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Kentucky Capitol Flags At Half Staff, As State Passes 100 COVID Deaths

LRC Public Information

Kentucky reached a grim milestone Monday, but the governor also sounded hopeful that the state's strategies are yielding results.

Gov. Andy Beshear said flags will go half staff at the state Capitol this week, as seven new deaths pushed the state's coronavirus death toll past 100.

"It's to recognize those hundred, the first hundred," the governor said. "Every Kentuckians we lose is one of us, and even if a report is one or two, it is still a loss to all of us."

Even with the new reminder of the still-rising number of cases and no consensus yet on where the state or country stands in the timeline of the outbreak, Beshear said Kentucky is achieving the original goal of keeping the growth rate down.

"We are absolutely certain when we look at the data... that you are flattening the curve," Beshear reported.

To help continue that trend, the governor announced nearly 100 tests were performed on the first day of Kroger's new drive-thru testing operation in Frankfort - with a goal of ramping up to more than 200 a day. Also, the first 250 beds have been set up at the state's field hospital at the fairgrounds in Louisville.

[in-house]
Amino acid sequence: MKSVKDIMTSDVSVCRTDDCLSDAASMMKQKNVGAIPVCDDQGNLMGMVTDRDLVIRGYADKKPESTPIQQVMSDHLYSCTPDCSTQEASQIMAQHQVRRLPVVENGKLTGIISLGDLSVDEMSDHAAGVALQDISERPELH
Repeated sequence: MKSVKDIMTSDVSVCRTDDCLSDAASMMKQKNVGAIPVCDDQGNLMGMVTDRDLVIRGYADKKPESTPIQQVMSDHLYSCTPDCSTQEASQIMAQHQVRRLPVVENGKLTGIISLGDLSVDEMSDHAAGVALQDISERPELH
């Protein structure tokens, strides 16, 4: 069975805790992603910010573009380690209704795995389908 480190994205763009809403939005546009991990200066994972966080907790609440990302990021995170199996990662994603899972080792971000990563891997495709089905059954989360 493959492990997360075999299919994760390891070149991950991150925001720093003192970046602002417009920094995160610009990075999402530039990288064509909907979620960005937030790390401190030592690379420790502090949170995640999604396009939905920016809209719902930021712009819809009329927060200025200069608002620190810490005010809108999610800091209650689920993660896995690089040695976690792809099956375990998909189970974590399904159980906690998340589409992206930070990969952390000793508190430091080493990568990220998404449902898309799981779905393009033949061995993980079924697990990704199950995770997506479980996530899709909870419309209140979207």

And while those who chose to violate the governor's orders against mass gatherings on Easter drew media coverage over the weekend, Beshear said - of the roughly 30 reports of possible violations Sunday - only one was found to be out of compliance.

Other news:

  • The commonwealth is now attributing at least 104 deaths to the coronavirus.
  • Kentucky added 87 new cases of the novel coronavirus Monday, 3 in Fayette County.
  • While supplies remain far below what's needed, the governor hinted Monday at positive developments in the effort to collect donations of personal protective equipment (PPE). A full announcement is expected Tuesday.
  • Addressing the legsialture, which is set to return this week, Beshear again urged lawmakers to make whatever changes they wish to make to his line item budget vetoes and leave as quickly as possible.
Josh James fell in love with college radio at Western Kentucky University's student station, New Rock 92 (now Revolution 91.7). After working as a DJ and program director, he knew he wanted to come home to Lexington and try his hand in public radio.
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